Miles Rausch talks about “Progressive Web Apps Building – Amazing Lucee CFML and ColdBox Tricks” in this episode of the CF Alive Podcast, with host Michaela Light.
- What a Progressive Web App? (PWA)
- Eg google docs
- A web app that gives you a native app experience (including offline use)
- Content cache
- Background working so UI stays as single page
- Install icon to your homepage
- Why the heck should make your web apps Progressive?
- Better user engagement
- More responsive UI and better user experience
- Why should your trust your users’ network connectivity 100% of the time?
- Emerging markets in China, India and Africa
- What support is there for Progressive Web Apps?
- Who is leading the charge and
- Creators of Chrome browser
- Creators of many Progressive web apps
- Android browser support
- Firefox browser
- Windows 10 support
- Standards groups for Progressive APIs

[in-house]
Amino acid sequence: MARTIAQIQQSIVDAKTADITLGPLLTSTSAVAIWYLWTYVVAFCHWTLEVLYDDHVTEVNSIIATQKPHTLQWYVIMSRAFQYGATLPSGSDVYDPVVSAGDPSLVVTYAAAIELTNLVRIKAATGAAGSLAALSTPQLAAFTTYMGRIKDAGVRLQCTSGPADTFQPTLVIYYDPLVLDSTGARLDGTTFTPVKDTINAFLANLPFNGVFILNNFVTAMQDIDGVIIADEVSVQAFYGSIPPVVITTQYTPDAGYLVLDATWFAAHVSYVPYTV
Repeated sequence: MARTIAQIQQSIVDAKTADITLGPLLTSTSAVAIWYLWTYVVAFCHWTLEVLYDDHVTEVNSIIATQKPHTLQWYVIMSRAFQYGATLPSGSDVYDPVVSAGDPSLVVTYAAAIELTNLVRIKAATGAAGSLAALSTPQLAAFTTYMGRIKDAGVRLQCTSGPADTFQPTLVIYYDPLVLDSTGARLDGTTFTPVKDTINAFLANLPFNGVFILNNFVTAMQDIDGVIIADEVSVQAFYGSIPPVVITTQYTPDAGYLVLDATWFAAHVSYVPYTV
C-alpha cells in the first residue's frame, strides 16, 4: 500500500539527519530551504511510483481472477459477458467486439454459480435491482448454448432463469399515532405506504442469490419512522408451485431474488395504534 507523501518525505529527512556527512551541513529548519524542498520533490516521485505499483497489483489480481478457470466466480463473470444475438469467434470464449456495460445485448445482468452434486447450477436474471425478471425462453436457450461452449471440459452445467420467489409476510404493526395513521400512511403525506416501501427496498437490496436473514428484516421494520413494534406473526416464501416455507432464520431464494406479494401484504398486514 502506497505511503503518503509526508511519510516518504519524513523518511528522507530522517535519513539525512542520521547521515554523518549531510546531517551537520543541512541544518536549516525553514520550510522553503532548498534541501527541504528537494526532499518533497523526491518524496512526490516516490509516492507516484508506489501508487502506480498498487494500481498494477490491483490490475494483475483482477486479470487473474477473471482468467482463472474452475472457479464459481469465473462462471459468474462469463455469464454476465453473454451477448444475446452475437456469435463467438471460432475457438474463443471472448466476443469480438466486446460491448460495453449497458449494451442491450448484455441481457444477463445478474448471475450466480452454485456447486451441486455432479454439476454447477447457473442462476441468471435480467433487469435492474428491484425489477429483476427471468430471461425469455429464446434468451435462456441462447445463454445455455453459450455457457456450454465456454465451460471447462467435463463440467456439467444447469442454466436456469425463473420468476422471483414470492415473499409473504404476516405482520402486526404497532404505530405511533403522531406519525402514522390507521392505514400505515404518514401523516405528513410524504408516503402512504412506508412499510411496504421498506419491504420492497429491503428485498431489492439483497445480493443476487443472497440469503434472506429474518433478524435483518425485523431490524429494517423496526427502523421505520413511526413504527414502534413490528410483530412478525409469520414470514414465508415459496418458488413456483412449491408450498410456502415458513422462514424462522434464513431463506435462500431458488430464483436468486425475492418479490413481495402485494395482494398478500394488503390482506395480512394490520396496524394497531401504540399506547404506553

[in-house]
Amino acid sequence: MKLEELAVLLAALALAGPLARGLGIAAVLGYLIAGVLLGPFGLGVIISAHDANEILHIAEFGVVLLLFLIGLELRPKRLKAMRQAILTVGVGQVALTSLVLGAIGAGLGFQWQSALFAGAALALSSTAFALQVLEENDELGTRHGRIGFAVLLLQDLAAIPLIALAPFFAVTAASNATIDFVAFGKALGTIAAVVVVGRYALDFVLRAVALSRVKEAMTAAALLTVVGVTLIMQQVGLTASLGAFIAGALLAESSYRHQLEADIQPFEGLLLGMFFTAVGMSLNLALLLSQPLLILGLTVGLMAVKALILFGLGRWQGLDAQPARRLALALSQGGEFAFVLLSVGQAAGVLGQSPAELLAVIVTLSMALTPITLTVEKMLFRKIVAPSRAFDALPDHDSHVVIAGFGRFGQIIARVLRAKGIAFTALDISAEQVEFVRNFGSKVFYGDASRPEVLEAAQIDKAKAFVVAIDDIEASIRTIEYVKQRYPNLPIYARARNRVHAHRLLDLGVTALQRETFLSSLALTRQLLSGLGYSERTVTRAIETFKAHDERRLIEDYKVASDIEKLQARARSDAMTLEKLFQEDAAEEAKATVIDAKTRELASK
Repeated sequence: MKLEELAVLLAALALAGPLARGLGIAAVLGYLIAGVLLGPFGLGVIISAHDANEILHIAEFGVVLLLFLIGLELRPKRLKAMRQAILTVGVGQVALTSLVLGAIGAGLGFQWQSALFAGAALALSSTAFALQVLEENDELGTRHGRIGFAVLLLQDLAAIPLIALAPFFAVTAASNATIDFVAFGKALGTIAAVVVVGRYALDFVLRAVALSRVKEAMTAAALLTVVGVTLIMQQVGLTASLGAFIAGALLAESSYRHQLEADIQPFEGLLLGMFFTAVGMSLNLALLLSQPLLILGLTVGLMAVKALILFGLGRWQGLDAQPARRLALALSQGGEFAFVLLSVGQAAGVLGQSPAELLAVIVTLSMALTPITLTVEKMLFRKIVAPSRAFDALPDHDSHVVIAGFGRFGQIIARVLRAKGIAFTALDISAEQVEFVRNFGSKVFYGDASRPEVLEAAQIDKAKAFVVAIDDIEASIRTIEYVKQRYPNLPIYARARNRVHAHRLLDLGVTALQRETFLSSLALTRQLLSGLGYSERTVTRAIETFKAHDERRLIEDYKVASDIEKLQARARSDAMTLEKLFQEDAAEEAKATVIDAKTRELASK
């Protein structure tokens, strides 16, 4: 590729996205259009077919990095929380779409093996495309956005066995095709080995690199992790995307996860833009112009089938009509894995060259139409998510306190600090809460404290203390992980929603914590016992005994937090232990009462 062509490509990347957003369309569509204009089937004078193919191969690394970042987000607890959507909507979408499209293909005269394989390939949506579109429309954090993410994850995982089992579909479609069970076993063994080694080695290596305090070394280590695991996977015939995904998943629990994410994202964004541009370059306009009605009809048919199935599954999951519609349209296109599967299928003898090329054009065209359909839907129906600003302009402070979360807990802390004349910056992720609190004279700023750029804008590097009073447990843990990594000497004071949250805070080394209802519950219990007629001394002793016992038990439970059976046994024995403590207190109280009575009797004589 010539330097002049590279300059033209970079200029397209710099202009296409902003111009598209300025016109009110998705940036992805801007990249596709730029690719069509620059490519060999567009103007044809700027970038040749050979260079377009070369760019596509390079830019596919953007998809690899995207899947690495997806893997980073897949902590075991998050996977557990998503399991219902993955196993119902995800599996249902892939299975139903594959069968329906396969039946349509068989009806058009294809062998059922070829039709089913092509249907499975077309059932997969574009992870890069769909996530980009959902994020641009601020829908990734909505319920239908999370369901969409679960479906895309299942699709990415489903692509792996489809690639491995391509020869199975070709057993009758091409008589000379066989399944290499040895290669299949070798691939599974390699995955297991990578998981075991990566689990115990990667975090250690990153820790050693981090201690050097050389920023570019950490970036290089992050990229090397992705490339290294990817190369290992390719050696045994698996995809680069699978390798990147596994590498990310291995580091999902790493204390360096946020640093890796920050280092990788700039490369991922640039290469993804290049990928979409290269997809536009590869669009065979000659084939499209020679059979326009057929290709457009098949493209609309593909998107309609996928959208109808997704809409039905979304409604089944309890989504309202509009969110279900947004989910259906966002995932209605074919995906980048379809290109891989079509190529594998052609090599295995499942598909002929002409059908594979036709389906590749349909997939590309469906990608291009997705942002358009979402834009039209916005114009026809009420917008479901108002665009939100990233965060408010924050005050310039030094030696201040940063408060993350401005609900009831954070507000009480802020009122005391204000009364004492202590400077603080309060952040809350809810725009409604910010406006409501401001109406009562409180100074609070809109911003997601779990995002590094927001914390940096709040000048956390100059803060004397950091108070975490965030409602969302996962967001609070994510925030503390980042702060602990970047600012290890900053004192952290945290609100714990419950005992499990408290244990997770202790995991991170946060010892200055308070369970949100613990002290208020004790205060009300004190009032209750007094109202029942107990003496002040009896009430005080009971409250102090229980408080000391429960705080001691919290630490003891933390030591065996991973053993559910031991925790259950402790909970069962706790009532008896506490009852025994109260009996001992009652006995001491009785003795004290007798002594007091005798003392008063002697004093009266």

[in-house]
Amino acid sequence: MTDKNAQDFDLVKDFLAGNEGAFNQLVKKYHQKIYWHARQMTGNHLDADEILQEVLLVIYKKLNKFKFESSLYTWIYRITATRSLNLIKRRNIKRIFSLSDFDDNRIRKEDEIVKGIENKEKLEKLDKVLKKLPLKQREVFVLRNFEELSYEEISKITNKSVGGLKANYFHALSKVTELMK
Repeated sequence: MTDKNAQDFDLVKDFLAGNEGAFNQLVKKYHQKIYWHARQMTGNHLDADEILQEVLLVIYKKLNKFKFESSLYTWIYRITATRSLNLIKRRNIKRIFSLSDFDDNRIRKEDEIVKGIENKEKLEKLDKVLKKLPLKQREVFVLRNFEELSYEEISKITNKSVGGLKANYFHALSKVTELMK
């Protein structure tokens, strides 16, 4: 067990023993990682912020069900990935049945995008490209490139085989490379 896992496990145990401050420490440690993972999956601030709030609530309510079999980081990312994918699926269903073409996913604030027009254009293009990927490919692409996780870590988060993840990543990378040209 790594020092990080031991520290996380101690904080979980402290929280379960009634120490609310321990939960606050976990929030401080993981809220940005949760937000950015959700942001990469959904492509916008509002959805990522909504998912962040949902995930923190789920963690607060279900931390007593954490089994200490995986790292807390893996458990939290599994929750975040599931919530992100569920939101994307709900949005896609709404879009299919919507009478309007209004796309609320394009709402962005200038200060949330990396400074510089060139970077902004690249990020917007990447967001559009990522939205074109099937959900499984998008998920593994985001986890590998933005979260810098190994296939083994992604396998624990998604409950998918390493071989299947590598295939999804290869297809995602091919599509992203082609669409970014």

- Who is left behind
- Apple Safari browser
- Who is leading the charge and
- How the the Offline First movement related to this
- What if the client device crashes while they are editing offline?
- How to easily implement Progressive Web apps using ColdBox and Lucee (and a bit of CommandBox too!)
- Demo where he pulls his network connection live
- Your move to Lucee CFML
- Why are you proud to use CFML?
- WWIT for you to make CF more alive this year?
- What are you looking forward to at CFObjective?
This talk builds the most cutting-edge client technologies upon the solid foundations of ColdBox, giving CFML developers a helpful path into the future. Google has been a strong supporter and proponent of PWAs and the Offline First movement, but their examples and toolkits make too many or too few assumptions about the reader's server technology. This talk will use ColdBox and Lucee (through CommandBox) as the server language, allowing CFML developers to wrap their heads about this new movement and hopefully incorporate its philosophy and techniques into their existing and upcoming projects.